An Act of Love and Respect

by Aimee

February 18, 2020

If you’d have asked me the day before I found out I was pregnant, “If you found out you were pregnant would you get an abortion?” I would have said, “Probably not, no.”

 I was thirty-one and assumed I would have kids one day, which I mistook for wanting kids. It is what you do by or in your thirties, right? And in your thirties your eggs begin to shrivel up, so you make the most of the opportunity, even if it’s accidental, just in case by the time you actively decide to have a baby your ovaries are barren, right? You don’t take your fertility for granted. Everything happens for a reason. No one ever feels ‘ready’ anyway.

I became pregnant with someone I really liked. We’d known each other for about a week. The connection was immediate. We didn’t use a condom. We didn’t use a condom because I thought I was further along in my cycle than I was. “It’s fine,” I said. I worked out the following day that it might not be fine. If I ovulated a day later than usual, I was still in the fertile window. So, I went to get the Morning After Pill.

I should mention at this point that I am British, and I was living in Singapore at the time, which despite some staggeringly backwards thinking on many sociocultural topics, does allow abortion (albeit at a handful of clinics).

The Morning After Pill has to be acquired through a GP. She, nor anyone ever, has ever told me that the pill only works before you have ovulated. I had already ovulated.

On Christmas Eve, when the man involved was back in the UK and I was still in Singapore, and a couple of days after I’d singlehandedly moved myself into a new apartment (which was a stressful time because I hadn’t expected to have to move – my landlord sold my old apartment and broke with our contract – I was threatened with them withholding my deposit until I agreed to leave), I took a pregnancy test. I didn’t think I was pregnant (not consciously anyway, but on reflection I think I did know, somewhere, somehow). I’d never had to take the Morning After Pill before and on the day I was due to get my period (happened to have been Christmas Eve) I was anxious. I get anxious. So, to kill the anxiety I decided to take a pregnancy test so I could see in black and white (i.e. one pink line) that all was fine, and I could indulge in my solo Christmas with peace of mind.

As soon as I purchased the test in the local mall I had to take it right away (this is why I now think I knew). The test was positive. Was it faulty? I bought another test and did it in the mall. I bought two more tests, one digital because they are fancier, and did them at home. I laid them in a line on my dining table and paced the apartment. ‘Shit’, is all I remember thinking, but somewhat more for the inconvenience of it than anything else.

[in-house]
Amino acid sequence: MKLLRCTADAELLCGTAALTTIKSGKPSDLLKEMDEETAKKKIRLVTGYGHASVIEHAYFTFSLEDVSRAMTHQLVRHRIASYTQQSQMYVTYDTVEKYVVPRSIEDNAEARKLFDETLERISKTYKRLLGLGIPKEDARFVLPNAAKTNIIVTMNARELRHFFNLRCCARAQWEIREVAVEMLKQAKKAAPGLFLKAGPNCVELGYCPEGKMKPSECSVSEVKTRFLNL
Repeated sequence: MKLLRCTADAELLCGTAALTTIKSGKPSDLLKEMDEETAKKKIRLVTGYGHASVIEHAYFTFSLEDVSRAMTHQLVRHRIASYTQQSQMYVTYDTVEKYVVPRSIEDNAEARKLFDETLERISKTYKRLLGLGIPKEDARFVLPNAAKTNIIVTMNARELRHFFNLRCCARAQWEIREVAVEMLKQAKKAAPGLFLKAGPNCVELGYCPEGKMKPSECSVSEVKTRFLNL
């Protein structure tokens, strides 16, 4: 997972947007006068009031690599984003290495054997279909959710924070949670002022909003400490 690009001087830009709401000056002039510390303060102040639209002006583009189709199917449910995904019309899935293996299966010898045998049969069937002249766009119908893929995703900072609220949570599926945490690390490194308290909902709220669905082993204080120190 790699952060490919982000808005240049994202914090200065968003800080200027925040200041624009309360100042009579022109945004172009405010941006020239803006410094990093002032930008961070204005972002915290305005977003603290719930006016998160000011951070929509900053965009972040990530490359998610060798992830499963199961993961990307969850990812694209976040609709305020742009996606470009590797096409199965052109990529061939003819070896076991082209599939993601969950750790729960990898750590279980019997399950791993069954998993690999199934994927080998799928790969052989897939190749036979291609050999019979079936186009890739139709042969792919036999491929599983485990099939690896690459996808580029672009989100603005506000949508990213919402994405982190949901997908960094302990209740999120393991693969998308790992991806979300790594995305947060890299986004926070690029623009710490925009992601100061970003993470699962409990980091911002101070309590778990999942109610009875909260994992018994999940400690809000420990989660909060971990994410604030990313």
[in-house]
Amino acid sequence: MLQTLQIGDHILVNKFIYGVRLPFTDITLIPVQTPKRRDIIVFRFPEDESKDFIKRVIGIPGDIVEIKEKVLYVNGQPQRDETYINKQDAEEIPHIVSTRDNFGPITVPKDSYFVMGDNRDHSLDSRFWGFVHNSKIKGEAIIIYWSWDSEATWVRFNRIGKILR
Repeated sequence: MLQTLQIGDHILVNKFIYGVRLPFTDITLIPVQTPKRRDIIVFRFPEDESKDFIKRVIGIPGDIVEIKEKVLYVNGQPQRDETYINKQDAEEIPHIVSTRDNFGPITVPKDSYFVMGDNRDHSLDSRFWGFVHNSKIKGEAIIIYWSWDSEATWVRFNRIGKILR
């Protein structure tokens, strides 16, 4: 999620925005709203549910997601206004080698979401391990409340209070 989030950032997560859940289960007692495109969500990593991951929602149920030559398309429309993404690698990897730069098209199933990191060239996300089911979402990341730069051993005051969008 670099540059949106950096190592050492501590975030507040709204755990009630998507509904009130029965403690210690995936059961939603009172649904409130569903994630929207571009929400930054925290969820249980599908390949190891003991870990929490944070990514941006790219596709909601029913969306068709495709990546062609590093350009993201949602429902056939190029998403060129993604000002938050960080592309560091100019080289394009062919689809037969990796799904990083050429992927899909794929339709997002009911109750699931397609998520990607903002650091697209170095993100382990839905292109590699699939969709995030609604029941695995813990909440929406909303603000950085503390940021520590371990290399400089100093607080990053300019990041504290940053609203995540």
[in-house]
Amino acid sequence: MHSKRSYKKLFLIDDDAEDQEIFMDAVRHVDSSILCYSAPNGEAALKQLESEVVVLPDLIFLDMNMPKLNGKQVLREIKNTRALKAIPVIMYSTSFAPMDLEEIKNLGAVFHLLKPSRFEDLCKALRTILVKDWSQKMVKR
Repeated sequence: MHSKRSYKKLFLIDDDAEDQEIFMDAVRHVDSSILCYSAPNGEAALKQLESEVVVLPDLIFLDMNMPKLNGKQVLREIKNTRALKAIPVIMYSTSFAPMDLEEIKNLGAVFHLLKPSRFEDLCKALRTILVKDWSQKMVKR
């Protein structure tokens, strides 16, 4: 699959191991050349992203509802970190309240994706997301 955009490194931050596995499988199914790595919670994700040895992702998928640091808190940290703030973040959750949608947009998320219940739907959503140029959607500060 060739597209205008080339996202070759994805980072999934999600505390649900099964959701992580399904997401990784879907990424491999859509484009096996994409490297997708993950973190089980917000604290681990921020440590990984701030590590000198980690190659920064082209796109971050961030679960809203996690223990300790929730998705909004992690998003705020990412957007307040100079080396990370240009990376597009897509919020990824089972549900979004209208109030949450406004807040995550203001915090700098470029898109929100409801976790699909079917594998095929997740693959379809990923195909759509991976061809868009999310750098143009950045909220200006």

I called a dear friend who, despite arranging the last-minute details of her wedding which would be little over a week later, rushed over. She was calm and pragmatic. We walked my dog. She did not judge nor influence. When she left my apartment, I was left with the gift of unconditional support.

I then called the man once it was decent time to do so in the UK. It was a surreal conversation, although I don’t really recall exactly what I said. He was incredibly gracious and supportive. He empowered me to make the decision about what to do next without neglecting his responsibility or support. Given the geographical distance he really couldn’t have done more.

I went to bed on Christmas Eve preparing myself for waking up in the morning in blissful ignorance to then be smacked in the face with a tough decision, and probably having to get my head around becoming a mother.

On the morning of Christmas Day, I awoke, and I just knew that that was not the time for me to have a baby. Not because it was inconvenient. Not because I was living abroad. Not because it was the super early days of a relationship, not matter how wonderful or promising. Not because I’d just sunk all my savings into a house for my parents. But because I just didn’t want to be a parent enough.

The things I’ve been successful at are things I’ve really wanted. I’ve made the best things in my life happen because the ‘want’ of them bred the drive and determination it takes to be great. For me, if or when I have children, they deserve that same desire. That doesn’t mean I think it’ll automatically make me a great parent, but for the way I’m built and the way I approach my life, it’s the very least that tiny human would deserve from me.

Not wanting to be a parent surprised me. I had always assumed I did. Turns out it was an assumption that upbringing and culture had imprinted onto me and a piece of my identity that I had never interrogated. And it was a response that took me over a year to really comprehend. It was shocking not to know myself as well as I thought I did.